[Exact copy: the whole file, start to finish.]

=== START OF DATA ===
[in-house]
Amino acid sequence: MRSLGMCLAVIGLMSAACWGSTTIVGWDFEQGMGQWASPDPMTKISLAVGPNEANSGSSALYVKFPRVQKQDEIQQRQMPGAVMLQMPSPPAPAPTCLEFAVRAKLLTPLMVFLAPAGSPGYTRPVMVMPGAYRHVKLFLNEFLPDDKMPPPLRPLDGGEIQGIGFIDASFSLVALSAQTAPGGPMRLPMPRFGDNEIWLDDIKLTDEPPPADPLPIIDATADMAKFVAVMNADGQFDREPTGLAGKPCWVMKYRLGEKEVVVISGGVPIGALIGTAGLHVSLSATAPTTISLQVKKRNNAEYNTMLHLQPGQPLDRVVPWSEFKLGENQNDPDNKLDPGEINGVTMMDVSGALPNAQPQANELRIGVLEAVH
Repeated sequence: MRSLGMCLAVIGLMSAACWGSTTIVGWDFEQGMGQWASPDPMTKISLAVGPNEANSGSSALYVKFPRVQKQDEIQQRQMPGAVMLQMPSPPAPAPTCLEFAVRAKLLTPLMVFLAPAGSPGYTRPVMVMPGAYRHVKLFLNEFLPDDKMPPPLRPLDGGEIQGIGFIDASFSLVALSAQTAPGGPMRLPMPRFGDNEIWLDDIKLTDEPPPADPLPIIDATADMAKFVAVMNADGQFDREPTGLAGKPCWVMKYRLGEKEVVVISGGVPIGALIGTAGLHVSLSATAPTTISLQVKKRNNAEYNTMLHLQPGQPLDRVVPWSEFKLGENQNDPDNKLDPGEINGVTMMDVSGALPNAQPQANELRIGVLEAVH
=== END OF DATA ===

[in-house]
Amino acid sequence: MRSLGMCLAVIGLMSAACWGSTTIVGWDFEQGMGQWASPDPMTKISLAVGPNEANSGSSALYVKFPRVQKQDEIQQRQMPGAVMLQMPSPPAPAPTCLEFAVRAKLLTPLMVFLAPAGSPGYTRPVMVMPGAYRHVKLFLNEFLPDDKMPPPLRPLDGGEIQGIGFIDASFSLVALSAQTAPGGPMRLPMPRFGDNEIWLDDIKLTDEPPPADPLPIIDATADMAKFVAVMNADGQFDREPTGLAGKPCWVMKYRLGEKEVVVISGGVPIGALIGTAGLHVSLSATAPTTISLQVKKRNNAEYNTMLHLQPGQPLDRVVPWSEFKLGENQNDPDNKLDPGEINGVTMMDVSGALPNAQPQANELRIGVLEAVH
Repeated sequence: MRSLGMCLAVIGLMSAACWGSTTIVGWDFEQGMGQWASPDPMTKISLAVGPNEANSGSSALYVKFPRVQKQDEIQQRQMPGAVMLQMPSPPAPAPTCLEFAVRAKLLTPLMVFLAPAGSPGYTRPVMVMPGAYRHVKLFLNEFLPDDKMPPPLRPLDGGEIQGIGFIDASFSLVALSAQTAPGGPMRLPMPRFGDNEIWLDDIKLTDEPPPADPLPIIDATADMAKFVAVMNADGQFDREPTGLAGKPCWVMKYRLGEKEVVVISGGVPIGALIGTAGLHVSLSATAPTTISLQVKKRNNAEYNTMLHLQPGQPLDRVVPWSEFKLGENQNDPDNKLDPGEINGVTMMDVSGALPNAQPQANELRIGVLEAVH